A U.S. Food and Drug Administration panel on Wednesday backed an artificial heart to keep the sickest patients alive while they wait for a transplant.
The CardioWest Total Artificial Heart by SynCardia Systems would be the first on the market if the FDA follows the panel’s 10-1 recommendation. The agency usually agrees with the advice of its expert panels.
The FDA advisers said the CardioWest replacement heart successfully kept patients alive, but should only be used in dire situations because of a high rate of side effects like infection, seizure, stroke and bleeding.
“This is not something any of us would subject ourselves to unless we were dying,” said panelist Judah Weinberger of Columbia University. But, he added, “I think this likely has net benefit to the patient.”
Privately held SynCardia is seeking approval to use the device as a temporary fix before transplants for heart failure patients with less than 30 days to live. Because it requires a large computerized console to regulate blood flow, it can only be used in hospitals.
Five million Americans have failing hearts, and 100,000 are sick enough for a transplant. Only about 2,100 of the 3,800 on the waiting list in 2002 received transplants. Up to a quarter of the patients on the list die while waiting.
Mechanical pumps called left ventricular assist devices can take over, but often can’t maintain full heart function, and 30-40 percent of patients on the devices die before transplant.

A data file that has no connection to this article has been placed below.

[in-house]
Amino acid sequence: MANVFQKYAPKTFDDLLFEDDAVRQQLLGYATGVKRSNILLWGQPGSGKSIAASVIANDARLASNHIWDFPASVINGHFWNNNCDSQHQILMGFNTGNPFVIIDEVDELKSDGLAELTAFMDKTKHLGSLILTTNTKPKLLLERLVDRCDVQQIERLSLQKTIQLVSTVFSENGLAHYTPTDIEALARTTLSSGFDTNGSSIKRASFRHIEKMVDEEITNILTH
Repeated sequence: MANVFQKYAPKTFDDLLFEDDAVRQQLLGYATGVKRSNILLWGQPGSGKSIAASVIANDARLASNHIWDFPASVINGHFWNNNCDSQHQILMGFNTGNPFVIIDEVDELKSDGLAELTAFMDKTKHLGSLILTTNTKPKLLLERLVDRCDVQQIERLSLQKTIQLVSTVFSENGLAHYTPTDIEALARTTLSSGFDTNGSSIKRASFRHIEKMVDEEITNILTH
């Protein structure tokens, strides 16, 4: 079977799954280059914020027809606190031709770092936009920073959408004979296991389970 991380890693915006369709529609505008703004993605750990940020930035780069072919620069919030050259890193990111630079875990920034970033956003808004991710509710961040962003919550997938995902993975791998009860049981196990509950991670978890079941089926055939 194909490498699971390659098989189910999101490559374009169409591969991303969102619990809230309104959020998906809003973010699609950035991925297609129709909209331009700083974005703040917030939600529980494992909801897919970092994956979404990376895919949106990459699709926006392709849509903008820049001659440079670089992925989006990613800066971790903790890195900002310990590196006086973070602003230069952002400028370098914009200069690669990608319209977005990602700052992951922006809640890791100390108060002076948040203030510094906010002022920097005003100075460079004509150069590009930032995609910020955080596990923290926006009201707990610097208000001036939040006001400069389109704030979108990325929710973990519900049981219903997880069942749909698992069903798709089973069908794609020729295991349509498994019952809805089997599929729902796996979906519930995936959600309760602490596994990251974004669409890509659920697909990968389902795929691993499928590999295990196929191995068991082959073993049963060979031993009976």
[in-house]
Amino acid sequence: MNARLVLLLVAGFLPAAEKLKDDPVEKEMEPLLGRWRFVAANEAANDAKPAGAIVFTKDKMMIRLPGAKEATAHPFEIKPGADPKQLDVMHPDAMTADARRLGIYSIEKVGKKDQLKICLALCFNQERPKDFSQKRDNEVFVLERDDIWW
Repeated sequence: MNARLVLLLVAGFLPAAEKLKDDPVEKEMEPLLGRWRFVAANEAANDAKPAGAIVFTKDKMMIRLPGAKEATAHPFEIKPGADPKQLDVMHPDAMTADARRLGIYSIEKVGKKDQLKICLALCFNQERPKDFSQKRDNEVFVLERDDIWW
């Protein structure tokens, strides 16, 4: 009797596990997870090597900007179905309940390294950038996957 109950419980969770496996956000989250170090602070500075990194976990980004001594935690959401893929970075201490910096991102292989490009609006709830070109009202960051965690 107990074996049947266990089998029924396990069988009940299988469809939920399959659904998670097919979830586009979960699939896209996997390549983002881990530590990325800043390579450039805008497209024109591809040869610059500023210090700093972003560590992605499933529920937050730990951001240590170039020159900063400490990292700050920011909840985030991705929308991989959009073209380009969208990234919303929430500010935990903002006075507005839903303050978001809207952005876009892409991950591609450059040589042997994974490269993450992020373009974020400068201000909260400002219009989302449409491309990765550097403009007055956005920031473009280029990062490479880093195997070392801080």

The CardioWest heart takes over completely, and is better at maintaining blood pressure and supplying oxygen to organs, said Dr. Marvin Slepian, president and chief executive officer of Tucson, Arizona-based SynCardia.
The committee debated who should get the devices, but most agreed it should be people facing imminent death and who wouldn’t benefit from the left assist devices.
Slepian estimated that several hundred patients per year would receive the device.
The device’s huge costs, $80,000-$100,000 for the heart, plus hospital and surgery expenses, aren’t currently covered by insurance. FDA approval should bring some coverage, Slepian predicted.
Another company, Abiomed Inc., hopes to win FDA approval of its artificial heart called AbioCor by the second half of 2004. Unlike SynCardia’s device, the AbioCor is completely implanted.
Revision date: June 22, 2011
Last revised: by Janet A. Staessen, MD, PhD